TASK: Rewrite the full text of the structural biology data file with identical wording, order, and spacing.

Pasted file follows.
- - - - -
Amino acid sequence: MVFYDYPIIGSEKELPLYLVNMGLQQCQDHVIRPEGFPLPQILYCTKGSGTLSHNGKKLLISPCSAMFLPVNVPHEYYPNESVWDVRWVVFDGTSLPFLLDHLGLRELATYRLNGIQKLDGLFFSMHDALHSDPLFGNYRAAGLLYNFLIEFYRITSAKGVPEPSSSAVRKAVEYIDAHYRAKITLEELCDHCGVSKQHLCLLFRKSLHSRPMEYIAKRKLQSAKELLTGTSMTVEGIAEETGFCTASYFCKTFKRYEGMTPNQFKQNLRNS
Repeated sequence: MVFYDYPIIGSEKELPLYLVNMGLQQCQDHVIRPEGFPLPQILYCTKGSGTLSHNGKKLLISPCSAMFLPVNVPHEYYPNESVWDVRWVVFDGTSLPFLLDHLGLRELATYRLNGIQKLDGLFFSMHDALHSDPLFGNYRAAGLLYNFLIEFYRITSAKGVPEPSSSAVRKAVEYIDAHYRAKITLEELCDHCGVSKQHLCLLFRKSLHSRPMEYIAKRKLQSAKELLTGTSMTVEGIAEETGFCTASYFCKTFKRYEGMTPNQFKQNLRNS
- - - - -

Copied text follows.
Amino acid sequence: MVFYDYPIIGSEKELPLYLVNMGLQQCQDHVIRPEGFPLPQILYCTKGSGTLSHNGKKLLISPCSAMFLPVNVPHEYYPNESVWDVRWVVFDGTSLPFLLDHLGLRELATYRLNGIQKLDGLFFSMHDALHSDPLFGNYRAAGLLYNFLIEFYRITSAKGVPEPSSSAVRKAVEYIDAHYRAKITLEELCDHCGVSKQHLCLLFRKSLHSRPMEYIAKRKLQSAKELLTGTSMTVEGIAEETGFCTASYFCKTFKRYEGMTPNQFKQNLRNS
Repeated sequence: MVFYDYPIIGSEKELPLYLVNMGLQQCQDHVIRPEGFPLPQILYCTKGSGTLSHNGKKLLISPCSAMFLPVNVPHEYYPNESVWDVRWVVFDGTSLPFLLDHLGLRELATYRLNGIQKLDGLFFSMHDALHSDPLFGNYRAAGLLYNFLIEFYRITSAKGVPEPSSSAVRKAVEYIDAHYRAKITLEELCDHCGVSKQHLCLLFRKSLHSRPMEYIAKRKLQSAKELLTGTSMTVEGIAEETGFCTASYFCKTFKRYEGMTPNQFKQNLRNS